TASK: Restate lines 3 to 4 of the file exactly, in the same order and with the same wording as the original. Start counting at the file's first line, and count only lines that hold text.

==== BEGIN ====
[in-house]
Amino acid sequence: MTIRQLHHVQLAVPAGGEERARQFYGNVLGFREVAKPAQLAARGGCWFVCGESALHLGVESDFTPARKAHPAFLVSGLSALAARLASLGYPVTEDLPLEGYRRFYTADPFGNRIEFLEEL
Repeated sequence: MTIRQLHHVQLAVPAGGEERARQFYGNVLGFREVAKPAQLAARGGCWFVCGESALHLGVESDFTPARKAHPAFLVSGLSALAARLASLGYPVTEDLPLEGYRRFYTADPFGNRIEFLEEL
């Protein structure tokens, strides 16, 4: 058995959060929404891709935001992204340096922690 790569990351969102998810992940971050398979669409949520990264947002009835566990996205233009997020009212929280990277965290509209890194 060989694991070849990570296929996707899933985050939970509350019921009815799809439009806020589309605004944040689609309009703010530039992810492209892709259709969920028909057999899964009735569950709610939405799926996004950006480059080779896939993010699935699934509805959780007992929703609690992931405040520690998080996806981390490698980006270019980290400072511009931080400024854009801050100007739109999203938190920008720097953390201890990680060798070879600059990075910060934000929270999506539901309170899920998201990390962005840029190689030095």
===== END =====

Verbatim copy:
Repeated sequence: MTIRQLHHVQLAVPAGGEERARQFYGNVLGFREVAKPAQLAARGGCWFVCGESALHLGVESDFTPARKAHPAFLVSGLSALAARLASLGYPVTEDLPLEGYRRFYTADPFGNRIEFLEEL
């Protein structure tokens, strides 16, 4: 058995959060929404891709935001992204340096922690 790569990351969102998810992940971050398979669409949520990264947002009835566990996205233009997020009212929280990277965290509209890194 060989694991070849990570296929996707899933985050939970509350019921009815799809439009806020589309605004944040689609309009703010530039992810492209892709259709969920028909057999899964009735569950709610939405799926996004950006480059080779896939993010699935699934509805959780007992929703609690992931405040520690998080996806981390490698980006270019980290400072511009931080400024854009801050100007739109999203938190920008720097953390201890990680060798070879600059990075910060934000929270999506539901309170899920998201990390962005840029190689030095």